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Paying the Price for Joining the WTO

A Comparative Assessment of Services Sector Commitments by WTO Members and Acceding Countries

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This paper focuses on the accession process for new WTO membership. The basic premise is that the commitments demanded are too onerous for new members. It argues that the whole process is fundamentally flawed and, in fact, forces applicant countries to accept demands that are not required under WTO agreements. Section 2 is a brief discussion of the process of accession and highlights the inherent flaws. Section 3 focuses on one of the crucial international trade agreements, the General Agreement in Trade and Services (GATS) and provides sectorspecific commitments by countries. Section 4 uses a series of statistical tests to verify whether acceding countries have made a significantly higher number of specific commitments than existing WTO members. Section 5 makes some concluding observations. The paper uses a strong body of econometric evidence to support its claim that acceding countries undertake greater commitments than those made by WTO members of a similar development status.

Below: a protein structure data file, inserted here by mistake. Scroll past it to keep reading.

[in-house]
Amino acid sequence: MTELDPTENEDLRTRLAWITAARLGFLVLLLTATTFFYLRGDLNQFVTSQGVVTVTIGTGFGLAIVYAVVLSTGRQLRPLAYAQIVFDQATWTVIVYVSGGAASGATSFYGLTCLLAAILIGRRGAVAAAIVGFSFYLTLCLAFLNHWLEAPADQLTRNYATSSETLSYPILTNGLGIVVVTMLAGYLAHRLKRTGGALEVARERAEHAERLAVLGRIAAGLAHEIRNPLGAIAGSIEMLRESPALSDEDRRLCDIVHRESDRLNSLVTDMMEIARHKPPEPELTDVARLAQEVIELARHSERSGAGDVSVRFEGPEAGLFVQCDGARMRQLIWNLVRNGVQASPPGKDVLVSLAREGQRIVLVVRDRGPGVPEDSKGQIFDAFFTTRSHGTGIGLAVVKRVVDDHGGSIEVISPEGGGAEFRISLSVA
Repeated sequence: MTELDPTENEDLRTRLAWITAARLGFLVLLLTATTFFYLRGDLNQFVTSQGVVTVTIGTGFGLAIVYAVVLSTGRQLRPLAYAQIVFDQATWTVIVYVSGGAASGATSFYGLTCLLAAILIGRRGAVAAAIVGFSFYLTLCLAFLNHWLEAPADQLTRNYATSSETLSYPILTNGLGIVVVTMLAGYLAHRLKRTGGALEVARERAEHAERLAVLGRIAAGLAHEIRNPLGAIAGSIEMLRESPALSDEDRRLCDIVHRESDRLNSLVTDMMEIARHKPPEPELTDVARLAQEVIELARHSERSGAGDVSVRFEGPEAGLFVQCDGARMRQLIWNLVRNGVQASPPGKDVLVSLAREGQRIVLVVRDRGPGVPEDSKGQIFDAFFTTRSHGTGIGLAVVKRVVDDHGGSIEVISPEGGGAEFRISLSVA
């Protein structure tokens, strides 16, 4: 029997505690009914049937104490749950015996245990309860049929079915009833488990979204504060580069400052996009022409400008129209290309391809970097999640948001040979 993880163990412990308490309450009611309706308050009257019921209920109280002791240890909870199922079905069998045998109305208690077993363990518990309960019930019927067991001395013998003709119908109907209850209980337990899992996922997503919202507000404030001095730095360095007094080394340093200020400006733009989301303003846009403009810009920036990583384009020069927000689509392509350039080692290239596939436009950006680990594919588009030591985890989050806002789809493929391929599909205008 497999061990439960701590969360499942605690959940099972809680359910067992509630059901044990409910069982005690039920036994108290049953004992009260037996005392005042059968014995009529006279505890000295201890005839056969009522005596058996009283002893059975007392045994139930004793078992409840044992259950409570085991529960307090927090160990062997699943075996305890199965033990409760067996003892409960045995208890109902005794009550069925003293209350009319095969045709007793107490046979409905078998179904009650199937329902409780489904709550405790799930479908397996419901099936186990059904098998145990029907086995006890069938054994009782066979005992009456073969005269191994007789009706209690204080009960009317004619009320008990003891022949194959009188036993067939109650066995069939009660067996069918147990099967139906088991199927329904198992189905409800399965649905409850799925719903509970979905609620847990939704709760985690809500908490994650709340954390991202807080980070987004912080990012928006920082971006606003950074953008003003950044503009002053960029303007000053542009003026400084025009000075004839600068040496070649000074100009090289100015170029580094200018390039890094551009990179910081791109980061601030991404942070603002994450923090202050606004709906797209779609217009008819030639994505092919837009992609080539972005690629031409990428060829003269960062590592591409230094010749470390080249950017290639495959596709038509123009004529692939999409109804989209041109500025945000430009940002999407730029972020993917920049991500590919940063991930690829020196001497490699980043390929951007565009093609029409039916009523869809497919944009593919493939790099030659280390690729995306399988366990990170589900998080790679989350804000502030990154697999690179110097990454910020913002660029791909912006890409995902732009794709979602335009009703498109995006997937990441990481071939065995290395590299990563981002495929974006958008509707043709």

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Executive Summary

The relevant provisions (Article XII of the Marrakesh Agreement) and practices that govern he process of accession to the WTO are fundamentally flawed at each stage. In the first stage, known as the multilateral stage, self-interested WTO members review the trading practices of an applicant to determine their compatibility with WTO rules, a process which in effect allows complainants to act as judge and jury on the trade regimes of acceding countries. During the second stage, or bilateral track, WTO members ‘negotiate’ bound tariffs, agricultural schedules and service sector commitments, but since the applicant may make no demands it can impose no marginal cost on the demandeur.

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